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Originally, the term was used for a civilian official in a local government district (Drostdy) of the Cape Colony, acting as and invested with the authority of a military officer and empowered to act as a magistrate. The field cornet was subject to the landdrost of the district and acted as his representative. As such, a field cornet performed important functions in administrative, judicial and police matters. In addition, in peacetime the field cornet was the head of the militia and was responsible for maintaining law and order in his area.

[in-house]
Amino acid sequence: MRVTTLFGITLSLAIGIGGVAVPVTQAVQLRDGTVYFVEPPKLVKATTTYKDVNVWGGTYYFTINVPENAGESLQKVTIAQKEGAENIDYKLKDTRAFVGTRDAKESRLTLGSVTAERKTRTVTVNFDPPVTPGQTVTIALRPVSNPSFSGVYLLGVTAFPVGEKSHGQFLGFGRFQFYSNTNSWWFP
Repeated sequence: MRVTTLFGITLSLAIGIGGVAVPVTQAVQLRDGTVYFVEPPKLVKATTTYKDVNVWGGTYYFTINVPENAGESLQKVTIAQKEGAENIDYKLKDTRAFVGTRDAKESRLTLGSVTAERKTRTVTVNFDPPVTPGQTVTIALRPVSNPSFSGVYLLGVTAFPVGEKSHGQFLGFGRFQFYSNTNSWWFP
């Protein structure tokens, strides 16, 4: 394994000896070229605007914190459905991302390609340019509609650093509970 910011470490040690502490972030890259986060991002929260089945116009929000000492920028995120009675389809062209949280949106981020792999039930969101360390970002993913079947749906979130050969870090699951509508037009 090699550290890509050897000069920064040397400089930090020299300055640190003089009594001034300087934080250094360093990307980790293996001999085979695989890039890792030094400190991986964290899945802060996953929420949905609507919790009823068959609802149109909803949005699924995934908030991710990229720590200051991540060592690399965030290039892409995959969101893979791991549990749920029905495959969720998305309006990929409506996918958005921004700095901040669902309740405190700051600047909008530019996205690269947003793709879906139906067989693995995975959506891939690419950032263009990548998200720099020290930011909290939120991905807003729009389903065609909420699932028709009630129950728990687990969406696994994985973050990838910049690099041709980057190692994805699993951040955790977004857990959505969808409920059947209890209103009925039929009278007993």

The term later came to denote a military rank equivalent to that of a lieutenant in the Boer armies as well as in the South African Army between 1960 and 1968. A second lieutenant was referred to as an assistant field cornet.
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